The Coherence of Fatherhood

May 31, 2021

It was a cool and sunny fall day so I decided to take my youngest daughter to ride our bikes and play at one of our local city’s largest public parks. At the end of our ride my daughter was more than willing to keep going and attack the swings, monkey bars, and death-defying climbing contraptions that only a fearless child with no coherent concern for her own safety would dare tackle. As I hovered around a group of concerned parents who took strategic positions around a pretty high obstacle course in the event that one of their children might accidentally fall, I simply looked at my daughter and asked her: “you got this,” never one to miss a beat she replied; “I got this dad.” But then she followed-up her response with a simple statement: “I know you won’t let me fall I love you.”

My daughter knew that I had her well being in mind because I was there watching her every step. She was comforted enough to know that she did not need me hovering below her as she scaled the obstacle course with the steel nerves of a rock climber. As a father one of my primary responsibilities is to never development or promote an atmosphere where my role as protector, guardian, teacher, and, pedagogue is called into question. This requires the development of a consistent parental way of living where a child know his parents are there to nurture, guide, and teach.

This father-daughter dynamic I just described owes its identity from the development and maturation of the family structure (household) that requires both man and woman to freely and lovingly act in a selfless manner toward one another in the natural bond of marriage. The criteria behind this action entails the willing act of both parties to seek the well-being of the other before themselves. Thus, the role of man (husband) and woman (wife) are intimately dedicated in nurturing and strengthening one another in all facets of human development especially in the development of a relationship with Jesus Christ. When a husband and wife actively and without prejudice exercise their marital bond (covenant) their love for one another I argue strengthens their love for God and for one another. Intimately associated with this act of love is the openness to children that further strengthen and nurture the marital bond.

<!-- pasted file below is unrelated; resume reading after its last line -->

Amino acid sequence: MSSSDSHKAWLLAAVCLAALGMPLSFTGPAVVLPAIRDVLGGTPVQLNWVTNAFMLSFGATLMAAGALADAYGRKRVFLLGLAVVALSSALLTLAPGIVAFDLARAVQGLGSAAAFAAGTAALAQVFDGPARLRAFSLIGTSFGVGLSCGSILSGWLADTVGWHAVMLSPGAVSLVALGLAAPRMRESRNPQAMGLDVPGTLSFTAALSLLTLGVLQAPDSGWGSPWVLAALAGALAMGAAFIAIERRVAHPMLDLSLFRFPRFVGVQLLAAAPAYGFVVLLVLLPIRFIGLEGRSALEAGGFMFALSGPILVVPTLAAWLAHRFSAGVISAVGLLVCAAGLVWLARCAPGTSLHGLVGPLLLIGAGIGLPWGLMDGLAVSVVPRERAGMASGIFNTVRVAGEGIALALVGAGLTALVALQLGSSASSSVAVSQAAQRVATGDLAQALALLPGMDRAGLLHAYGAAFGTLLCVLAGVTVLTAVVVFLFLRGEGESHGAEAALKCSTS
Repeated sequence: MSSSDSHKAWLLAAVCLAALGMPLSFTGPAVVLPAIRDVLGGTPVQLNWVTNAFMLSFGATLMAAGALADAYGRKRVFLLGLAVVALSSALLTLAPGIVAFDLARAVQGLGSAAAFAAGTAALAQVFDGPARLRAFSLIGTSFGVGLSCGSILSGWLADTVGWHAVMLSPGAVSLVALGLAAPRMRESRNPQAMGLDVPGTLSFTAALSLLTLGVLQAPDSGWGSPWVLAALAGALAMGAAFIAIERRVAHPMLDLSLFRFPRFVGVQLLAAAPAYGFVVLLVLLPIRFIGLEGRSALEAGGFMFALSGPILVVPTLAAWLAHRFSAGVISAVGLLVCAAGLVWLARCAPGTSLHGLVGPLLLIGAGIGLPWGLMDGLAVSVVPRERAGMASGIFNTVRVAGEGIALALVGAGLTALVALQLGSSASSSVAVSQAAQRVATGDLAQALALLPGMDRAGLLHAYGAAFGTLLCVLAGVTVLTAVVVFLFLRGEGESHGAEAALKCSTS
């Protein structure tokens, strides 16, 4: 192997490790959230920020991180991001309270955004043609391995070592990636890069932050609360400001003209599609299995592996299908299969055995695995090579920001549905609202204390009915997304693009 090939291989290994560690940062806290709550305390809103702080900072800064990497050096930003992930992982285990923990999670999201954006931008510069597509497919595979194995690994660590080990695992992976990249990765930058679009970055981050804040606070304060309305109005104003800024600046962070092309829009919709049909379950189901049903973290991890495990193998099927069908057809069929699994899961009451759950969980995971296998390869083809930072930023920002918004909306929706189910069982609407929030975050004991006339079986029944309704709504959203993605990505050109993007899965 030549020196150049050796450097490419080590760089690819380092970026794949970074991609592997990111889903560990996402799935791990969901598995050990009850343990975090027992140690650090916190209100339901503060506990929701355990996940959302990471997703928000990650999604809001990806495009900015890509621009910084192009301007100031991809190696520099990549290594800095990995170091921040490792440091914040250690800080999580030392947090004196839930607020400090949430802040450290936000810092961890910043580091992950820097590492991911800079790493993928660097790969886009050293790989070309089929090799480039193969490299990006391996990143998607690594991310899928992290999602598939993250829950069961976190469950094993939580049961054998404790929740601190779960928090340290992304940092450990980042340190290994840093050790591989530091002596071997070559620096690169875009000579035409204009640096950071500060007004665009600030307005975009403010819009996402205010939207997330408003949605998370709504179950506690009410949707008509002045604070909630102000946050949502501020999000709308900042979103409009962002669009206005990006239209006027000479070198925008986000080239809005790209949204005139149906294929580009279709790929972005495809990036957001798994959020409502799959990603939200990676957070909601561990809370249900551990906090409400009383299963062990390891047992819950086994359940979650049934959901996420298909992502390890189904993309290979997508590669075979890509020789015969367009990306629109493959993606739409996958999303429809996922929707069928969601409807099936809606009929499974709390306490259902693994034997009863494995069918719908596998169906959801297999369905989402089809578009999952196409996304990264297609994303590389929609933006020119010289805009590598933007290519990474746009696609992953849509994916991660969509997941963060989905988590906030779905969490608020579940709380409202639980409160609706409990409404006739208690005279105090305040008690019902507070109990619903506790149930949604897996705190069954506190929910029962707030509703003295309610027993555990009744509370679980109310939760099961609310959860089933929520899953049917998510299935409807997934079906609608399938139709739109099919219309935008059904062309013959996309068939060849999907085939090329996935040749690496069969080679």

One may argue that my proposal of the family structure is limited due to various social mores in our current societal state that argue to redefine marriage and households as something other than the natural marital covenant between a man and a woman. Or, that single parent households, guardianship households or, foster-parent households are just as valid family structures. I would not disagree with these positions as the intent is to continue the propagation of the family structure in a morally healthy way.

Family Coherence

My daughter’s trust that I had her back reflects my own family dynamic where my wife and I stressed to all four of our children the importance of looking after each other’s well-being especially in each child’s personal relationship with Jesus Christ. The relationship with my daughter calls to attention the necessity for parental coherence between parent and child. Children need to know that their parents will protect and nurture them at all times and not worry about the contrary. We encounter the example of Jesus Christ the bridegroom who fulfilled the communal relationship between God and humanity. This unique relationship carries over to the marital covenant between man and woman as an indissoluble gift which also reveals the indissoluble parental relationship between parents and their children. St. John Paul II reminds us: